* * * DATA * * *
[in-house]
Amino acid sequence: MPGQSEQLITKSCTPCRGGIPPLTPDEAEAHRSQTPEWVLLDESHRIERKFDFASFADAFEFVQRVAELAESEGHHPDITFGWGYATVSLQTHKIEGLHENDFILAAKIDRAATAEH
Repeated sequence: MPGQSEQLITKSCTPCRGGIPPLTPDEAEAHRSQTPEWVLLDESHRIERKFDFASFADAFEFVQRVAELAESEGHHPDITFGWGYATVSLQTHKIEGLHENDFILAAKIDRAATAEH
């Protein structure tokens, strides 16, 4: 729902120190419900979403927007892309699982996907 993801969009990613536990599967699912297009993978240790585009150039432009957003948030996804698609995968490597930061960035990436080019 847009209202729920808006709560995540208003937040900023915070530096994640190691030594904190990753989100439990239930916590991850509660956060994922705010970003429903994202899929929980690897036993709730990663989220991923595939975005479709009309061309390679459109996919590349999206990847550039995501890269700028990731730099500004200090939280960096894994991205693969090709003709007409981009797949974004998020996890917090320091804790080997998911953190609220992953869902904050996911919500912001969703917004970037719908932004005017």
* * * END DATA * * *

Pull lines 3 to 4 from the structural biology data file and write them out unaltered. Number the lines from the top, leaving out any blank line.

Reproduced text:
Repeated sequence: MPGQSEQLITKSCTPCRGGIPPLTPDEAEAHRSQTPEWVLLDESHRIERKFDFASFADAFEFVQRVAELAESEGHHPDITFGWGYATVSLQTHKIEGLHENDFILAAKIDRAATAEH
């Protein structure tokens, strides 16, 4: 729902120190419900979403927007892309699982996907 993801969009990613536990599967699912297009993978240790585009150039432009957003948030996804698609995968490597930061960035990436080019 847009209202729920808006709560995540208003937040900023915070530096994640190691030594904190990753989100439990239930916590991850509660956060994922705010970003429903994202899929929980690897036993709730990663989220991923595939975005479709009309061309390679459109996919590349999206990847550039995501890269700028990731730099500004200090939280960096894994991205693969090709003709007409981009797949974004998020996890917090320091804790080997998911953190609220992953869902904050996911919500912001969703917004970037719908932004005017």